Two in-development projects inspired by Jet Set Radio are now collaborating via crossover. Urbance, an in-production Canadian animated series in which gender wars have broken out, featuring a boatload of representation of mixed race individuals, and Hover: Revolt of Gamers, an in-development French indie game with gameplay very similar to Jet Set Radio Future, even going so far as to have the original game’s composer, Hideki Naganuma, on board. 

The two projects are being funded via Kickstarter(Hover’s funding ended a few months ago with $116,398 procured of the goal of $38,000), and the crossover is coming out via a stretch goal on Urbance’s Kickstarter. By pledging $35CAD, you’ll get a digital copy of the first episode of Urbance, as well as Hover: Urbance Edition which will feature additional content. In addition, both projects will be incorporated into each other’s worlds. Of course, this won’t happen if Urbance’s funding goal is not met(currently the fund stands at $111,487CAD out of $189,000, with 14 days to go).

Bare in mind that if you want in on this and have already pledged to Urbance, you must still pay an additional thirty five dollars to get a shot at Hover: Urbance Edition.

Check out Forecast the Facts’ list of major U.S. corporations that are helping fund the campaigns of climate denying politicians, and thereby aggressively contributing to putting the future of humanity at greater risk. You will probably be surprised by some of the corporations that made the list.

Also, check out what the DeSmogBlog has to say about the list in the post “Disrupt Denial: After Leaving ALEC, Google Still Funding Evil.”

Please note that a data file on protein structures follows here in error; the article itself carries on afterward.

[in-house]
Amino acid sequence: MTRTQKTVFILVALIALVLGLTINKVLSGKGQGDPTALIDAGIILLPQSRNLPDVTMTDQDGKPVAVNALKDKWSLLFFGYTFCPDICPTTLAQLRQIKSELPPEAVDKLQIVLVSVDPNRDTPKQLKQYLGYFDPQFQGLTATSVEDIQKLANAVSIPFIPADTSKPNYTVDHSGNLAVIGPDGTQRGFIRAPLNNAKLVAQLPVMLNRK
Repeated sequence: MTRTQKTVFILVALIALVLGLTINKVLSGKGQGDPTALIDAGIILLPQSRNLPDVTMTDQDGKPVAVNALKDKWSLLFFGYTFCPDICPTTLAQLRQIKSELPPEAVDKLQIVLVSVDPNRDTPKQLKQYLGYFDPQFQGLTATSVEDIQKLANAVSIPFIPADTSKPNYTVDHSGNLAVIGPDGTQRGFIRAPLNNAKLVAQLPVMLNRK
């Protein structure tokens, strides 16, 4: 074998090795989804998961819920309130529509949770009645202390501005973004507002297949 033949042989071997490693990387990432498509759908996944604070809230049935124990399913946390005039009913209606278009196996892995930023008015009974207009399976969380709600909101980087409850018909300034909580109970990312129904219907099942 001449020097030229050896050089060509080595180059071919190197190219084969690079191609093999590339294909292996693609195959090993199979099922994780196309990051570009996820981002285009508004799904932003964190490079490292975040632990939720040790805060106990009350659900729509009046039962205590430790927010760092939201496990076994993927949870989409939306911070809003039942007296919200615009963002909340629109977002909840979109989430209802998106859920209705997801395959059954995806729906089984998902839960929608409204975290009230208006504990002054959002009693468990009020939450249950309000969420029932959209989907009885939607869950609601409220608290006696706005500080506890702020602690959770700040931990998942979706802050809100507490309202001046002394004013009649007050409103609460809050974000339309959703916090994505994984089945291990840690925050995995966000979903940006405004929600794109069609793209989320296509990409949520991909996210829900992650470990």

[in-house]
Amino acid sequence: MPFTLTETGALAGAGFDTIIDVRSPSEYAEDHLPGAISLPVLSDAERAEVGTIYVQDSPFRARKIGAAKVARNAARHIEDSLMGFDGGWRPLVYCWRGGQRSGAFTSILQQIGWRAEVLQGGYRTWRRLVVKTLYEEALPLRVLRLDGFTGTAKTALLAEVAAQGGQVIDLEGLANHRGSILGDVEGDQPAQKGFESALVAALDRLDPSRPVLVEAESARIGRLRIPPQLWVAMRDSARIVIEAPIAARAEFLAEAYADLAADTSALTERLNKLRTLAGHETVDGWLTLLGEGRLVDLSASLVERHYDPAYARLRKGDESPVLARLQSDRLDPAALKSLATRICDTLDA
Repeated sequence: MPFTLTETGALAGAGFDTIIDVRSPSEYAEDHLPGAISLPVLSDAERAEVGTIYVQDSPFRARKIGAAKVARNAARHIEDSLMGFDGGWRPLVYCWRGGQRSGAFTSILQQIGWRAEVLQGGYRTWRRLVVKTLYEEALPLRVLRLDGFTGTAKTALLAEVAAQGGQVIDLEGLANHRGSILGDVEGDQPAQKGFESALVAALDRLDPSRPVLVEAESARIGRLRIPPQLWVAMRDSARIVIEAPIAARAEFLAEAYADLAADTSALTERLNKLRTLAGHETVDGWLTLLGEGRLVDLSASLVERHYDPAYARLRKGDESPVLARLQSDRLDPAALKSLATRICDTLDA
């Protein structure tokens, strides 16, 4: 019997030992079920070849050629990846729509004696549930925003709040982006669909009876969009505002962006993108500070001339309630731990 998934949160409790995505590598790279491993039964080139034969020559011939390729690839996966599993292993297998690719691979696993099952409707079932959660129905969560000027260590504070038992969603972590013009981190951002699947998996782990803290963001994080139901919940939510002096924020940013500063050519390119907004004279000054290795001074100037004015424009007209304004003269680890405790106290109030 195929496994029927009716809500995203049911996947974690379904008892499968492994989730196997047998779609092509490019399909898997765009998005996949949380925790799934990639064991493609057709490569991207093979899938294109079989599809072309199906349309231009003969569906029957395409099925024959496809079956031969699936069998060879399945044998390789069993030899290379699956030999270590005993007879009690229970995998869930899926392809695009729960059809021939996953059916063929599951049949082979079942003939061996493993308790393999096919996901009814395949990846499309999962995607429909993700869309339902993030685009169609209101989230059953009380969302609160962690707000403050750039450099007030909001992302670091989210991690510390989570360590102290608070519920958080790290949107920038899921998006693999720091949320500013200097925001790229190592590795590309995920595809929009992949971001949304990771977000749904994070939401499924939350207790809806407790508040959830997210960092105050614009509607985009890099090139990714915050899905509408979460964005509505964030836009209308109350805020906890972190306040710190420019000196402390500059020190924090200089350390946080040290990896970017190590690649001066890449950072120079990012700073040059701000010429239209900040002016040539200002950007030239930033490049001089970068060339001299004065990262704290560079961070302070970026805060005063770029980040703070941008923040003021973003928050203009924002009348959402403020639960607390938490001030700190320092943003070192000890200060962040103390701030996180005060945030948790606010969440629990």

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Kelly Clarkson - Stay With Me (Sam Smith Cover)

The New York Times generally presented fanfiction as a financial opportunity for the corporations that own the intellectual properties copied by fanfiction. Many articles asserted that franchises benefit from, and in some cases rely on, their fanfiction communities. For example, Harris (2008) ties the box office success of the X-Files film to the continued health of its fanfiction community, while Heffernan (2008) depicts a lack of homoerotic fanfiction as problematic for the success of any show with a large, attractive male cast. Thompson (2005) reports on the lucrative partnership between the Halo fan-film circle Rooster Teeth and Halo’s copyright holder Microsoft. This “co-opted/encouraged by industry” frame presents a view of fanfiction’s future as a marketing tool, rather than a fan-driven culture. The frame is frequently associated with the “self-branding” purpose frame; teenagers who desire to become part of their favored franchise show their solidarity with the product and fan subculture in ways which are extremely beneficial for intellectual property holders (Hitt 2008; Scott 2002).
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